Great Brook Mavericks take fifth at drone world championships

The competition field at the Middle School Aerial Drones World Competition in Chattanooga, Tenn.

The competition field at the Middle School Aerial Drones World Competition in Chattanooga, Tenn. COURTESY PHOTO BY RICK MELLIN

Ethan Beausoleil and Bodhi Alan of the Great Brook Mavericks aerial drone team.

Ethan Beausoleil and Bodhi Alan of the Great Brook Mavericks aerial drone team. COURTESY PHOTO BY RICK MELLIN

Ethan Beausoleil, left, and Bodhi Allen at the Mavericks’ team table.

Ethan Beausoleil, left, and Bodhi Allen at the Mavericks’ team table.  COURTESY PHOTO BY RICK MELLIN

Ethan Beausoleil, left, and Bodhi Allen compete in Chattanooga. 

Ethan Beausoleil, left, and Bodhi Allen compete in Chattanooga.  COURTESY PHOTO BY RICK MELLIN

The Middle School Aerial Drones World Competition at the University of Tennessee at Chantanooga last week. 

The Middle School Aerial Drones World Competition at the University of Tennessee at Chantanooga last week.  COURTESY PHOTO BY RICK MELLIN

The Great Brook Mavericks were one of 60 teams who competed in the Middle School Aerial Drone World Competition in Chattanooga, Tenn.

The Great Brook Mavericks were one of 60 teams who competed in the Middle School Aerial Drone World Competition in Chattanooga, Tenn. COURTESY PHOTO BY RICK MELLIN

By JESSECA TIMMONS

Monadnock Ledger-Transcript 

Published: 05-23-2024 12:04 PM

Modified: 05-24-2024 11:41 AM


The Great Brook Mavericks aerial drone team competed in the Middle School Aerial Drone World Championships last week in Chattanooga, Tenn., achieving a fifth-place finish out 60 total teams in the Skills category.

The team is also ranked fifth nationally in Skills out of 519 middle-school drone teams. Coach Rick Mellin of Peterborough, who started the Great Brook Drones Club at the beginning of the 2023 school year, said the competition experience was invaluable and that team performed well.  The trip was privately funded by donations from families and supporters. 

“It was so great for the team to go head-to-head in competition with all these other really smart kids from all over the country. It’s great for them to push themselves. They performed as well as any other team there, and they should be really proud,” Mellin said. 

Mellin said the Mavericks competition team of seventh-graders Ethan Beausoleil and Bodhi Alan ran into some trouble in their very first event, but bounced back in following rounds.

“Initially, they got off to a slow start, because the drone wasn’t set up right, so they started off a little bit behind. But they responded really well to that obstacle. They didn’t let it slow them down; they just kept going, and in the next rounds, they did really well,” Mellin said.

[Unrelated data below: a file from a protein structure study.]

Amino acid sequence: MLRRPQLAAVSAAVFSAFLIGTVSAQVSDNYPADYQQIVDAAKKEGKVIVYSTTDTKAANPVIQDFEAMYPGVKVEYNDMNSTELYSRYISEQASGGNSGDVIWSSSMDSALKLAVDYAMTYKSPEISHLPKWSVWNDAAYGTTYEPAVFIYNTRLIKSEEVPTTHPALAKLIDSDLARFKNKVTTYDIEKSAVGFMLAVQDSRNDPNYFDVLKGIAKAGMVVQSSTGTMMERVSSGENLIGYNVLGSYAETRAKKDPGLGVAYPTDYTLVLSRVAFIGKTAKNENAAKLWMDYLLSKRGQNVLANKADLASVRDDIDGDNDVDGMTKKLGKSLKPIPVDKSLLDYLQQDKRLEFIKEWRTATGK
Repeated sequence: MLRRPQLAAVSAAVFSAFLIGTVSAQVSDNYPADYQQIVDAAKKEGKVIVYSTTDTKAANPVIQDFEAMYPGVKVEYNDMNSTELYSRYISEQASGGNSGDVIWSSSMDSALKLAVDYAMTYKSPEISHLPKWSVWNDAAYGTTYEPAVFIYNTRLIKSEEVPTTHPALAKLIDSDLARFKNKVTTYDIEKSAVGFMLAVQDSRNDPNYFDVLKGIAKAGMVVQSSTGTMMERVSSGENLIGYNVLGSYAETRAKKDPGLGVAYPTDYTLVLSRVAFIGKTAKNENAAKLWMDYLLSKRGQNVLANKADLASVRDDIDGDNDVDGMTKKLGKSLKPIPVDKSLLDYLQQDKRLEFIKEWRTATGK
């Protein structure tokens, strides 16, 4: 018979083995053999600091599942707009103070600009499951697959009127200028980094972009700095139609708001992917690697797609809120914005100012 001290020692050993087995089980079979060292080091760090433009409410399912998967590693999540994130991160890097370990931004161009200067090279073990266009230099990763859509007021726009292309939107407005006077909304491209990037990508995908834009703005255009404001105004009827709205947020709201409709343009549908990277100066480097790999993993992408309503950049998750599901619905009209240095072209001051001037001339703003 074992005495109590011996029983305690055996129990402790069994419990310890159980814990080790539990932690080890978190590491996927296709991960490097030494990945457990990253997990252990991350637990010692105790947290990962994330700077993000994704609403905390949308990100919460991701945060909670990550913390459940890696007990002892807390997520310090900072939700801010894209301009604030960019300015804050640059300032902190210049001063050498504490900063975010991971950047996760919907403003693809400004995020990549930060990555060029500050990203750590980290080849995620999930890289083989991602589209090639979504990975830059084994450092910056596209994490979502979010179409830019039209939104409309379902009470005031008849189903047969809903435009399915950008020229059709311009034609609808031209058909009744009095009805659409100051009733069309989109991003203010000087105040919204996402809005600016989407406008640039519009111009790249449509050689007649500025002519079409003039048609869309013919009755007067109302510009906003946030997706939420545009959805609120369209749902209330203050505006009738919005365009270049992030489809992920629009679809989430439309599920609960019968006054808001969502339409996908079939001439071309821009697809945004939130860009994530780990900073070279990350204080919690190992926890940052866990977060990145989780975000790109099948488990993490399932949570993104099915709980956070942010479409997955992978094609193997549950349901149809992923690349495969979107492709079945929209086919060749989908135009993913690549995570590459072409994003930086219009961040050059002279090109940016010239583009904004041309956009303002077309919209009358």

Over two full days of competition at the University of Tennesee at Chattanooga campus, 60 middle-school teams competed in 300 matches and 300 skill events, with 600 scores posted at the close of the event. Teams were judged on overall excellence, teamwork, skills and flight operations. 

Aerial drone competitions are sponsored by the REC (Robotics Education and Competition) Foundation, which supports STEM education and workforce-readiness programs for educators nationwide. In the United States, 400,000 students participate in REC programs every year. Drone competition goals include learning about drone mechanics, flight principles, programming and documentation, as well as improving communication skills and exposing students to drone- and robotics-related careers. 

“They did fantastic considering this was the first year we have had a drones team,” Mellin said. “In just one year, we hosted the first aerial drone competition in New Hampshire, and we made it all the way to nationals, and then they just excelled in the Skills portion.” 

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In the autonomous flight portion of the competition, the team must program their drones to fly through an aerial obstacle course that includes arches, keyholes and loops, as well as drop objects accurately. Drones are scored on accuracy and ability to navigate flight obstacles. 

“Just a week before the competition, the kids decided it would work a lot better if they flew the course a different way, so they got together, rewrote all the code for the autonomous portion, and then it worked so much better. They get great problem-solving and teamwork skills as well as technical skills,” Mellin said.

Mellin said the drones can be “a little fluky” with connections and flight conditions, but that the team was undaunted when things did not go as they planned every time.

“They just kept getting up, and kept getting up, and kept getting up, which is maybe one of the most-important skills the kids learn in the program – to work through problems, and to persevere until they solve it,” Mellin said.  “The aerial drone program offers fantastic skills and experiences for middle-schoolers.” 

The REC and drone and robotics programs foster communication and teamwork by pairing unknown teams together at competitions, encouraging students to solve problems in groups. At competition, adults, including coaches and parents,  are not allowed on the practice field or in the skills area. 

“It’s hands-on, experiential learning, and it’s totally centered on the kids,” Mellin said.

The Mavericks did take some time for sightseeing in Chattanooga, with stops at the Chattanooga Aquarium, the Lookout Mountain Civil War Battlefield, and Ruby Falls, a subterranean waterfall. 

“We had a ball,” Mellin said.